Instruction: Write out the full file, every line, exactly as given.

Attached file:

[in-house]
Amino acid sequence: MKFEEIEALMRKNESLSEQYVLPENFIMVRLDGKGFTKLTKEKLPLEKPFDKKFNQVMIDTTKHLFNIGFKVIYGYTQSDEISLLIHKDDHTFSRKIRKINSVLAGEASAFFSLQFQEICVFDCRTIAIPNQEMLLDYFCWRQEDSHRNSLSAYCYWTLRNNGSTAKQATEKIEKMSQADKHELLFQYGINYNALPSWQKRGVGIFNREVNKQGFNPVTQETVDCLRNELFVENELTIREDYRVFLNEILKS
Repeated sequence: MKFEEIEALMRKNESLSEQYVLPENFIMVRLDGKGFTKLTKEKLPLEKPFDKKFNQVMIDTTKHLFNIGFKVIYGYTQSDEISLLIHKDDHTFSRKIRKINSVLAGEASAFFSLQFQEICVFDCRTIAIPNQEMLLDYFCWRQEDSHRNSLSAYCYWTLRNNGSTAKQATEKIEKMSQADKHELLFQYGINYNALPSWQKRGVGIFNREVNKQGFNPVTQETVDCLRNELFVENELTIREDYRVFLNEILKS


[in-house]
Amino acid sequence: MKFEEIEALMRKNESLSEQYVLPENFIMVRLDGKGFTKLTKEKLPLEKPFDKKFNQVMIDTTKHLFNIGFKVIYGYTQSDEISLLIHKDDHTFSRKIRKINSVLAGEASAFFSLQFQEICVFDCRTIAIPNQEMLLDYFCWRQEDSHRNSLSAYCYWTLRNNGSTAKQATEKIEKMSQADKHELLFQYGINYNALPSWQKRGVGIFNREVNKQGFNPVTQETVDCLRNELFVENELTIREDYRVFLNEILKS
Repeated sequence: MKFEEIEALMRKNESLSEQYVLPENFIMVRLDGKGFTKLTKEKLPLEKPFDKKFNQVMIDTTKHLFNIGFKVIYGYTQSDEISLLIHKDDHTFSRKIRKINSVLAGEASAFFSLQFQEICVFDCRTIAIPNQEMLLDYFCWRQEDSHRNSLSAYCYWTLRNNGSTAKQATEKIEKMSQADKHELLFQYGINYNALPSWQKRGVGIFNREVNKQGFNPVTQETVDCLRNELFVENELTIREDYRVFLNEILKS